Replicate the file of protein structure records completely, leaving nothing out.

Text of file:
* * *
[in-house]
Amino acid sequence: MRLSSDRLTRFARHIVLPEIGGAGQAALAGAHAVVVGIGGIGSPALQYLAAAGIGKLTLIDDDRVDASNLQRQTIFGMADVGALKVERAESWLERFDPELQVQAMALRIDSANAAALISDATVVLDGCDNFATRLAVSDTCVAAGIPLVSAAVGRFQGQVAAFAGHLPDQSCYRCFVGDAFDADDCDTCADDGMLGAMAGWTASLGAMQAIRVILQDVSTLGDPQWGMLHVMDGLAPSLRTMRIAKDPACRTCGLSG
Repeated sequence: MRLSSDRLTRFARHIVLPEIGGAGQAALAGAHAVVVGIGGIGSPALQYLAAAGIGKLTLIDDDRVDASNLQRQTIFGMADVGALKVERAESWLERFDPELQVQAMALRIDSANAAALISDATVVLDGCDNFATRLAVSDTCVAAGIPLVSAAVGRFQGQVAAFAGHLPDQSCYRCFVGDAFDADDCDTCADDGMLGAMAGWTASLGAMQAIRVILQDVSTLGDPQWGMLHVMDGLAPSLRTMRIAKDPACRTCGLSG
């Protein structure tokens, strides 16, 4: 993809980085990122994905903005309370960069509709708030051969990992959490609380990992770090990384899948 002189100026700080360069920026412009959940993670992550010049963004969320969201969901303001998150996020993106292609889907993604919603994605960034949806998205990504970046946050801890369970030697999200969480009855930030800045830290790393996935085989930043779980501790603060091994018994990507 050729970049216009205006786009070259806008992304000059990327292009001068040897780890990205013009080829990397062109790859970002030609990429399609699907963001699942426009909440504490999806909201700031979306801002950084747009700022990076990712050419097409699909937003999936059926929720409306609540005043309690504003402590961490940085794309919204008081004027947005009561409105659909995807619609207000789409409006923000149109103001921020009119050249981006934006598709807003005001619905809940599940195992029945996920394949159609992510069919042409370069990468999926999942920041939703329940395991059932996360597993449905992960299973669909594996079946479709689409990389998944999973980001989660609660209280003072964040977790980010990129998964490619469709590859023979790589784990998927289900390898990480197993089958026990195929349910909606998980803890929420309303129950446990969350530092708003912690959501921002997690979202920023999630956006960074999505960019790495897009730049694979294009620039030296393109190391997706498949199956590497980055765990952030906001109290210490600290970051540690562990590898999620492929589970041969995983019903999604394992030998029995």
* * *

[in-house]
Amino acid sequence: MRLSSDRLTRFARHIVLPEIGGAGQAALAGAHAVVVGIGGIGSPALQYLAAAGIGKLTLIDDDRVDASNLQRQTIFGMADVGALKVERAESWLERFDPELQVQAMALRIDSANAAALISDATVVLDGCDNFATRLAVSDTCVAAGIPLVSAAVGRFQGQVAAFAGHLPDQSCYRCFVGDAFDADDCDTCADDGMLGAMAGWTASLGAMQAIRVILQDVSTLGDPQWGMLHVMDGLAPSLRTMRIAKDPACRTCGLSG
Repeated sequence: MRLSSDRLTRFARHIVLPEIGGAGQAALAGAHAVVVGIGGIGSPALQYLAAAGIGKLTLIDDDRVDASNLQRQTIFGMADVGALKVERAESWLERFDPELQVQAMALRIDSANAAALISDATVVLDGCDNFATRLAVSDTCVAAGIPLVSAAVGRFQGQVAAFAGHLPDQSCYRCFVGDAFDADDCDTCADDGMLGAMAGWTASLGAMQAIRVILQDVSTLGDPQWGMLHVMDGLAPSLRTMRIAKDPACRTCGLSG
């Protein structure tokens, strides 16, 4: 993809980085990122994905903005309370960069509709708030051969990992959490609380990992770090990384899948 002189100026700080360069920026412009959940993670992550010049963004969320969201969901303001998150996020993106292609889907993604919603994605960034949806998205990504970046946050801890369970030697999200969480009855930030800045830290790393996935085989930043779980501790603060091994018994990507 050729970049216009205006786009070259806008992304000059990327292009001068040897780890990205013009080829990397062109790859970002030609990429399609699907963001699942426009909440504490999806909201700031979306801002950084747009700022990076990712050419097409699909937003999936059926929720409306609540005043309690504003402590961490940085794309919204008081004027947005009561409105659909995807619609207000789409409006923000149109103001921020009119050249981006934006598709807003005001619905809940599940195992029945996920394949159609992510069919042409370069990468999926999942920041939703329940395991059932996360597993449905992960299973669909594996079946479709689409990389998944999973980001989660609660209280003072964040977790980010990129998964490619469709590859023979790589784990998927289900390898990480197993089958026990195929349910909606998980803890929420309303129950446990969350530092708003912690959501921002997690979202920023999630956006960074999505960019790495897009730049694979294009620039030296393109190391997706498949199956590497980055765990952030906001109290210490600290970051540690562990590898999620492929589970041969995983019903999604394992030998029995």